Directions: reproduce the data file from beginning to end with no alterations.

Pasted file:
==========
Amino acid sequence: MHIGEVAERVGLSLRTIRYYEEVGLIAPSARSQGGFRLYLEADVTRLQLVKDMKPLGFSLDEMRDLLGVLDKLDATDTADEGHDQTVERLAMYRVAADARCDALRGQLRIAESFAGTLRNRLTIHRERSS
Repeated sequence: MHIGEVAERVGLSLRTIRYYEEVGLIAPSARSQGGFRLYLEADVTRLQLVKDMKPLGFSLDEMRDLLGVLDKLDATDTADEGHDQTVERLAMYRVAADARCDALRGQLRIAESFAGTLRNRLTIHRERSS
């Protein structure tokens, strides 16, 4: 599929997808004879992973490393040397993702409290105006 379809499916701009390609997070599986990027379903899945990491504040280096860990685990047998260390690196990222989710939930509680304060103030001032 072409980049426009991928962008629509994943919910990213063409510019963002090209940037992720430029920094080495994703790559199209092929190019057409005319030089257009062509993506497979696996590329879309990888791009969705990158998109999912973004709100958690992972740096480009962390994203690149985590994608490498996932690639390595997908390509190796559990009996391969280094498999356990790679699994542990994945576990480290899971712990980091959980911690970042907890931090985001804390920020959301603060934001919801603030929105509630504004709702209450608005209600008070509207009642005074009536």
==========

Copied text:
Amino acid sequence: MHIGEVAERVGLSLRTIRYYEEVGLIAPSARSQGGFRLYLEADVTRLQLVKDMKPLGFSLDEMRDLLGVLDKLDATDTADEGHDQTVERLAMYRVAADARCDALRGQLRIAESFAGTLRNRLTIHRERSS
Repeated sequence: MHIGEVAERVGLSLRTIRYYEEVGLIAPSARSQGGFRLYLEADVTRLQLVKDMKPLGFSLDEMRDLLGVLDKLDATDTADEGHDQTVERLAMYRVAADARCDALRGQLRIAESFAGTLRNRLTIHRERSS
């Protein structure tokens, strides 16, 4: 599929997808004879992973490393040397993702409290105006 379809499916701009390609997070599986990027379903899945990491504040280096860990685990047998260390690196990222989710939930509680304060103030001032 072409980049426009991928962008629509994943919910990213063409510019963002090209940037992720430029920094080495994703790559199209092929190019057409005319030089257009062509993506497979696996590329879309990888791009969705990158998109999912973004709100958690992972740096480009962390994203690149985590994608490498996932690639390595997908390509190796559990009996391969280094498999356990790679699994542990994945576990480290899971712990980091959980911690970042907890931090985001804390920020959301603060934001919801603030929105509630504004709702209450608005209600008070509207009642005074009536």